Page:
Too Many Mid-Season Climaxes? Keeping Viewers And Advertisers From Looking Away

Pumping up our TV attention brainwaves, TV  programmers are designing shows to keep us on-edge all year round, with lots of series finales.

My colleague Aaron Barnhart of the Kansas City Star says it's gone too far: now there are the more ubiquitous "mid-season finales" -- especially ones from cable networks. For example, shows like USA Network's "Burn Notice" seemingly have two finales, one mid-season on Sept. 18, and another after the show starts up again in January and ends seven episodes later.

Cable networks are not alone. Many broadcast  reality shows essentially have  two finales, like ABC's "Dancing with the Stars"  -- one for their fall edition, and another for the spring.

This environment can only get worse. While cable networks  laid claim to stockpiling shows to run for the summer over the last several years, they now have their sights set on the fall -- or at least TNT does. Steven Bochco's "Raising the Bar," which premiered this month, is Turner's attempt to compete with the big boys in their prime launch season.



Priming viewers to see mid-season finales and/or "true" end-of-the-season finales is, of course, also a great way to push advertisers around. For many marketers, getting commercials in better-rated episodes of high-profile series is a good way avoid the clutter of a busy TV season.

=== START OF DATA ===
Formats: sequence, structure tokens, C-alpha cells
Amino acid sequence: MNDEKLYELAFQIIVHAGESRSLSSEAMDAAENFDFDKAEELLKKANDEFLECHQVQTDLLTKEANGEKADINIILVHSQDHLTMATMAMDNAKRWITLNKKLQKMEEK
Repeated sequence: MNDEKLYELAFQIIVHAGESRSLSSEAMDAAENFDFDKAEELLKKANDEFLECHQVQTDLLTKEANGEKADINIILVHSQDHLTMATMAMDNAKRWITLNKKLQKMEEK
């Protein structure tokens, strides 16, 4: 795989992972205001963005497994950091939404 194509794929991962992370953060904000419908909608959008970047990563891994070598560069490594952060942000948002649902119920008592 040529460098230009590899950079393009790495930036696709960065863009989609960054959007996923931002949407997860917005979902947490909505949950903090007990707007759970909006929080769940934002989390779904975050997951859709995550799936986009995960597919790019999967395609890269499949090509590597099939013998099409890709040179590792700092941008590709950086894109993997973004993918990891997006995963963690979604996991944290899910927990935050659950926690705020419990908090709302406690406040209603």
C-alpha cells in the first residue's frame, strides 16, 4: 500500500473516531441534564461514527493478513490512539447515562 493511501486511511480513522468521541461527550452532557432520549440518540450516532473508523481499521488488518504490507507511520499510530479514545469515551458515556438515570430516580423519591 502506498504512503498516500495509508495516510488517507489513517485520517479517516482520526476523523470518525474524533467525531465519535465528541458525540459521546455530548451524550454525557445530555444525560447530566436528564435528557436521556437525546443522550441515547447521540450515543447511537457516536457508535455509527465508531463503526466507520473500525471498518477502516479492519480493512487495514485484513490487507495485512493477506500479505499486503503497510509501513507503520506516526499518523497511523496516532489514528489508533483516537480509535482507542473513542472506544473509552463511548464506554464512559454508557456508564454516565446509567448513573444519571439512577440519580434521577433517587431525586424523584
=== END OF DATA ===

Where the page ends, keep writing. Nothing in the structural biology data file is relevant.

Viewer fatigue is a growing problem -- especially in figuring out when series start and end. How to avoid this? Have a season finale! Everyone will watch then.

You would think TV programmers would be throwing more money into marketing to get people interested in watching at other times of the year. The problem is the noise level among  networks is already at a very high level right now.

Broadcasting networks have reported their total marketing efforts -- on a paid dollar basis as well as coming from "free' media" from their own airwaves -- are about  the same levels as  in years past.

On the surface, this makes sense: How can TV programmers double and triple marketing dollars in the wake of ratings than drift lower and lower? Then again, if TV marketers pay the freight for those lower viewership shows -- as they have in the past -- the financial equation will continue to work well.

While we wait, TV networks will tempt us with more finales to keep us always tuned in. Perhaps there is more frequency to be had: Stay tuned to this week's finale -- and next week's as well.

Next story loading loading..